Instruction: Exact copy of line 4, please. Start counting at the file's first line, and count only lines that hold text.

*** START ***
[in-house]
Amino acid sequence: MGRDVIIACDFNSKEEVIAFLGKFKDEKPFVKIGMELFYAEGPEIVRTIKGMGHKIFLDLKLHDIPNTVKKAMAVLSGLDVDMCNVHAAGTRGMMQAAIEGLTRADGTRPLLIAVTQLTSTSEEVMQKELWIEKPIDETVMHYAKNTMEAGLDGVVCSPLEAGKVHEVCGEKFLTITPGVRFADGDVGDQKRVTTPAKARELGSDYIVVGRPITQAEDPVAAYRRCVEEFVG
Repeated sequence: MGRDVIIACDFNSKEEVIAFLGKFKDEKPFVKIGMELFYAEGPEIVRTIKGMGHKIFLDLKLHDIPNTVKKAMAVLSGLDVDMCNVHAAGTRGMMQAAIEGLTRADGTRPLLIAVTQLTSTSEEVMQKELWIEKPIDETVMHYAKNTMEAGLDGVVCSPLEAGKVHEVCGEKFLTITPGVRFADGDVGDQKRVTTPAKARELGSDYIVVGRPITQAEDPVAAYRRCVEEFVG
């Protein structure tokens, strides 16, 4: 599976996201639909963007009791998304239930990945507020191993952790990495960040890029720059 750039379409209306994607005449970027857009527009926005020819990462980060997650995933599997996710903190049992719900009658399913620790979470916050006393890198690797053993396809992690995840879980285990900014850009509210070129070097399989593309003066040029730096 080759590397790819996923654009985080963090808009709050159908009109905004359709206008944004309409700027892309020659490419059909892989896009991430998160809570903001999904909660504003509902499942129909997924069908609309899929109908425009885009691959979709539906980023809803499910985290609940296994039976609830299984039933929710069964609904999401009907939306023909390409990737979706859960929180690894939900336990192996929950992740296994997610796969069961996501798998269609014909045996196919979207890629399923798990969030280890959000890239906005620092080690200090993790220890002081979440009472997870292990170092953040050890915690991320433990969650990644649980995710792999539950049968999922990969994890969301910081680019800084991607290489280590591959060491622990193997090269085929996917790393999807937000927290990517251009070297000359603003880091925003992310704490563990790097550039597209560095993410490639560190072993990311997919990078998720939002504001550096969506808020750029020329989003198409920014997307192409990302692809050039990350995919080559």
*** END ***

């Protein structure tokens, strides 16, 4: 599976996201639909963007009791998304239930990945507020191993952790990495960040890029720059 750039379409209306994607005449970027857009527009926005020819990462980060997650995933599997996710903190049992719900009658399913620790979470916050006393890198690797053993396809992690995840879980285990900014850009509210070129070097399989593309003066040029730096 080759590397790819996923654009985080963090808009709050159908009109905004359709206008944004309409700027892309020659490419059909892989896009991430998160809570903001999904909660504003509902499942129909997924069908609309899929109908425009885009691959979709539906980023809803499910985290609940296994039976609830299984039933929710069964609904999401009907939306023909390409990737979706859960929180690894939900336990192996929950992740296994997610796969069961996501798998269609014909045996196919979207890629399923798990969030280890959000890239906005620092080690200090993790220890002081979440009472997870292990170092953040050890915690991320433990969650990644649980995710792999539950049968999922990969994890969301910081680019800084991607290489280590591959060491622990193997090269085929996917790393999807937000927290990517251009070297000359603003880091925003992310704490563990790097550039597209560095993410490639560190072993990311997919990078998720939002504001550096969506808020750029020329989003198409920014997307192409990302692809050039990350995919080559």